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The Monophysite Theory Of A Composition Of Natures


For the consistent monophysites, then, the human nature, as a psychic
entity with peculiar properties, did not survive the incarnation. They
did, however, allow it a verbal reality. They admitted a composition
of natures, and this composition provided for them whatever degree of
reality the incarnation possessed. On this point their Christology
passed through several stages of development, the later stages showing
progressive improvement on the earlier. They distinguished three
senses of the word "composition." First, they said, it might mean
"absorption," as when a drop of water is absorbed in a jar of wine.
Second, it might imply the transmutation of constituent particles, as
when a third unlike thing is formed from two. Thirdly, there is
composition when, from the association of two whole and entire things,
a third whole and entire compound thing is formed without loss to the
components. They illustrated the third mode of composition by the
union in man of soul and body. The pre-Eutychian monophysites regarded
the hypostatic union as a composition in the first sense of the word.
They spoke of Christ's human nature as absorbed in the divine, as is "a
drop of vinegar in the ocean." Eutyches adopted the term in its second
sense. He taught that the Word became flesh[3] "as the atmosphere
assumes bodily form and becomes rain or snow under the influence of the
wind, and as water becomes ice by reason of the cold air." Philoxenus
in a later generation saw that both these positions were wrong and the
similes misleading. He taught a hypostatic union totally devoid of
confusion or loss or commutation of the elements of the two natures.
To illustrate his meaning he used the simile supplied by the
"Athanasian" creed, "as the reasonable soul and flesh is one man, so
God and Man is one Christ." This position is a vast improvement on
that of the original monophysites. It was ground gained to secure the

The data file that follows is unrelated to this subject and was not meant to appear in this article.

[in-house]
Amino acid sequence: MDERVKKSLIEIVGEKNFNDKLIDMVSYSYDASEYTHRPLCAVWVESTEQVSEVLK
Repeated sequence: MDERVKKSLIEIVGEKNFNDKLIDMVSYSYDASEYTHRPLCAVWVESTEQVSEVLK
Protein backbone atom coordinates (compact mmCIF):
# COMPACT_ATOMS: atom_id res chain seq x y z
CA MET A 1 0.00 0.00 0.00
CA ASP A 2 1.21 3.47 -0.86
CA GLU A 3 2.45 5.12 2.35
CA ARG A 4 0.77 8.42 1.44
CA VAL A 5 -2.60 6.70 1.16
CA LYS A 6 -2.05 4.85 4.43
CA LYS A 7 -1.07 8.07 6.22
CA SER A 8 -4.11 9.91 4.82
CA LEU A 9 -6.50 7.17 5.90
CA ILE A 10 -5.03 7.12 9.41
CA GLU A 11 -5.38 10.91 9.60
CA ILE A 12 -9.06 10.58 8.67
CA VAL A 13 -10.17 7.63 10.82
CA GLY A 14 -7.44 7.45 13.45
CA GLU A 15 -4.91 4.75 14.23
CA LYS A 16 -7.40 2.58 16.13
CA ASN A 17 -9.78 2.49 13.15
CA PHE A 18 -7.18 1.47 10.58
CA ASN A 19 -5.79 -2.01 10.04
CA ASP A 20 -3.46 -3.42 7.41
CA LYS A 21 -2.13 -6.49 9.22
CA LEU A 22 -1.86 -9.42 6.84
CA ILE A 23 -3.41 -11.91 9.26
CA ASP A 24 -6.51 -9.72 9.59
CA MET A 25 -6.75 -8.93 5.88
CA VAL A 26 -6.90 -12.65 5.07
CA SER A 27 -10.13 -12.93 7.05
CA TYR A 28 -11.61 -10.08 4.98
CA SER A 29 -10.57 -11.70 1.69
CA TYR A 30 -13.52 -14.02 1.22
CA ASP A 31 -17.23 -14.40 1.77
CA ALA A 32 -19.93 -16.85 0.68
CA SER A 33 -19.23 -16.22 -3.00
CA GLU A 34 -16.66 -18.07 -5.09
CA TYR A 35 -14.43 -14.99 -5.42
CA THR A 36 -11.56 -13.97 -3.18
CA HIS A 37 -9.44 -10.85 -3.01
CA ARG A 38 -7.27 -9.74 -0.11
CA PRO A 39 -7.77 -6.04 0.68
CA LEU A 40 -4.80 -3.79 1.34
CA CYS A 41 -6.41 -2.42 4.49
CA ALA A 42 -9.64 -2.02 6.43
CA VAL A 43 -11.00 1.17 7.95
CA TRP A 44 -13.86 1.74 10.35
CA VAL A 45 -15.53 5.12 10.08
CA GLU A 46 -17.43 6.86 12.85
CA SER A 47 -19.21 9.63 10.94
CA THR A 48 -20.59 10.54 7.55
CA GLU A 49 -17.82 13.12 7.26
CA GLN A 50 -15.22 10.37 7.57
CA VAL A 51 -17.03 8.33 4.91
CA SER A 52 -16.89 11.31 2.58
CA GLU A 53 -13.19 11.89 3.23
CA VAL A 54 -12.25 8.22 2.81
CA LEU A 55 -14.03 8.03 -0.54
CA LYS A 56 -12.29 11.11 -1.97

admission that in any sense Christ was very man. But the monophysites
never learned the true manner of the union, namely, that Christ was
"one; not by conversion of the Godhead into flesh, but by taking of the
Manhood into God; one altogether; not by confusion of Substance but by
unity of Person."

Read in this connection the assertion that God and man is one Christ,
"as the reasonable soul and flesh is one man," is orthodox; read apart
from this context, it is ambiguous. If the simile be kept as a simile,
as a mere suggestion or hint as to how, in general, two may compose one
and yet remain two, then no exception can be taken to it. If, however,
the clause be interpreted as a proportion sum, assigning corresponding
values to the different terms, then it savours strongly of
Apollinarianism. Most monophysites, like many moderns, probably
understood it in the mathematical sense. Christ, they argued, was God
and man, just as man is rational soul and body; the terms are in
proportion; therefore the divine nature was the rational soul, and the
human nature was the body. They forgot that the free act of the whole
divine person in assuming man underlies the union and makes it
efficacious; they gave sarx; the narrow meaning of soma, they set
before themselves the picture, not of the infinite robing in the
finite, but of the union of mind and matter. Consequently they
habitually spoke of the Logos, as assuming, not man or a human nature,
but a body.

Such in its varying phases was the monophysite doctrine of composition.
At its worst, it contained a direct denial of the real humanity of
Christ. At its best, it falls far short of the catholic doctrine of
His real, perfect and complete humanity. The permanent assumption of
human nature into the transcendent personality had no meaning for the
heretic party. If it had taken place, it was, they thought, merely
momentary, with no after-effects, the passing of a summer cloud across
the face of the sun.

We have considered the monophysites' view of Christ's human nature,
regarded as an integral psychic entity. It is evident that they either
undervalued it or denied its existence. The more consistent thinkers
of their party maintained that the incarnation had made no difference
in the being of Christ, and that therefore His human nature had no
objective reality. Those who shrank from carrying the doctrine to that
length conceded to the orthodox that the incarnation had to some extent
modified the being of Christ, that its net result was a composition.
Further analysis showed that this concession was rendered nugatory;
that in whatever sense the word "composition" was taken, it was
inadequate to express the hypostatic union; that the composition proved
in its first significance illusory, in its second, hybridous, in its
third, Apollinarianist. We pass on now to review the human nature in
its constituent parts, and it will be seen that the heretical formula
undermines faith in respect of each several part.

Next: The Parts Of Human Nature

Previous: The Christological Errors Of Monophysitism

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